Cesar Millan has been a household name since he landed his first cable show in 2004, but controversy has followed him in the years since. Groups ranging from animal rights organizations to other dog trainers have been challenging him, claiming that his techniques are bogus and based on bad science, and there have been allegations that Millan is a fake dog whisperer.
Millan says he has found "the answer" when it comes to training dogs with behavior issues. To him, dogs must be dominated by their owners as if they were wild wolves in a pack. According to Millan, a pack's leadership is always in flux as wolves challenge each other for the alpha position. The problem is, that isn't how wolf dynamics in the wild work at all, and it's easy to misread animal behaviors: often when dogs are acting out, it is for reasons other than aggression or malicious intent.
The result has been allegations of animal cruelty against Millan and the National Geographic network issuing a disclaimer on screen during Millan's show: “Do not attempt these techniques yourself without consulting a professional.”
His Methods Don't Address The Real Problem
Dogs often do things people don't like. From jumping on guests coming in the house to growling at other dogs on walks, there is a lot that pet parents have to teach dogs not to do. Cesar Millan claims he has the solution and bases his training techniques on the idea of dominance theory. Dominance theory gives the role of "alpha leader" to the dog's human owner, encouraging pet owners to be assertive and aggressive. The theory stems from the philosophy that dogs misbehave if they don't have near-militant leadership to control them. In reality, most dogs aren't malicious, they communicate their needs in different ways. Dogs need training and for owners to not reinforce bad behavior, not an aggressive leader.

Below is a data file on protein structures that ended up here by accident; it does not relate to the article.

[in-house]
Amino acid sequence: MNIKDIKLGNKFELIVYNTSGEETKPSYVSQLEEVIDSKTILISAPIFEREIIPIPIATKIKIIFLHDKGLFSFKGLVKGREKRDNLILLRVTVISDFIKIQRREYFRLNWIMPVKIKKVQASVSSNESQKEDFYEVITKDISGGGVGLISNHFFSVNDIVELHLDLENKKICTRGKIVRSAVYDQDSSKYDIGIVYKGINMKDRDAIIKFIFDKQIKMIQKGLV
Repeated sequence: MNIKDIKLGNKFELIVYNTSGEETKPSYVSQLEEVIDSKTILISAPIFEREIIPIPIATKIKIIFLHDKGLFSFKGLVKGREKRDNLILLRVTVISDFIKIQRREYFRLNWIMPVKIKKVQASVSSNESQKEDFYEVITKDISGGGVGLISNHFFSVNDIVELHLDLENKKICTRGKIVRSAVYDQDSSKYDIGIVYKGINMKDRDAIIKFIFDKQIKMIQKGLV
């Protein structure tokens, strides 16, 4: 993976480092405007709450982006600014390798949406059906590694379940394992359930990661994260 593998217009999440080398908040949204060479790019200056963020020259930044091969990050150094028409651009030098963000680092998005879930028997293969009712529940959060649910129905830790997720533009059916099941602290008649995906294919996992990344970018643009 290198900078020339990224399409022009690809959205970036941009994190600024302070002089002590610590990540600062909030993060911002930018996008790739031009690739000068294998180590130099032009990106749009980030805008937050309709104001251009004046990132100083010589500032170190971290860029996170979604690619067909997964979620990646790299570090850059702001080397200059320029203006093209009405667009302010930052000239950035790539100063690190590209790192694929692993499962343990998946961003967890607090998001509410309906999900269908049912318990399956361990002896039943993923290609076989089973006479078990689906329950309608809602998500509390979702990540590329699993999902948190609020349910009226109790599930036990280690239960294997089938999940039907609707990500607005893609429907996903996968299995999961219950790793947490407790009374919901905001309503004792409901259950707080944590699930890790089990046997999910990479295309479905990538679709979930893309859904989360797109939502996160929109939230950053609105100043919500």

He Mislabels Dogs As Aggressive
Often, dogs will do something that is perceived as aggressive by humans that, while not appropriate behavior, might not actually be aggressive. Don't tell that to Cesar Millan: he has been criticized for broadly claiming that dogs are aggressive rather than identifying specific circumstances that can cause aggression. In training circles, calling a dog aggressive means that the animal is dangerous, not that it is expressing normal dog behavior that can be easily corrected.
His Training Techniques Have Been Criticized
Despite his claim to be a dog expert, Cesar Millan's training style has come into some criticism. A former member of the American Veterinary Medical Association advocated that dog owners not follow Millan's advice, and others have pointed out that Millan carries no medical or behavioral psychology credentials to legitimize his theories. The American Veterinary Medical Association advocates, instead, that owners show a good example rather than try to dominate their pets.
His Techniques Are Counterproductive
Cesar Millan's methods are counterproductive. When he trains a dog by pinning it to the floor and grabbing it by the neck, as he has done on his shows, he isn't asserting his dominance over the creature, he is just making it scared of him. This might seem like simple common sense, but Millan claims to have science backing up his practices. However, behavioral trainers state that the fear he causes in dogs is actually harmful. Rather than making the animals more obedient, fear makes them reactive. This causes dogs to actually be aggressive and more dangerous to humans and other dogs.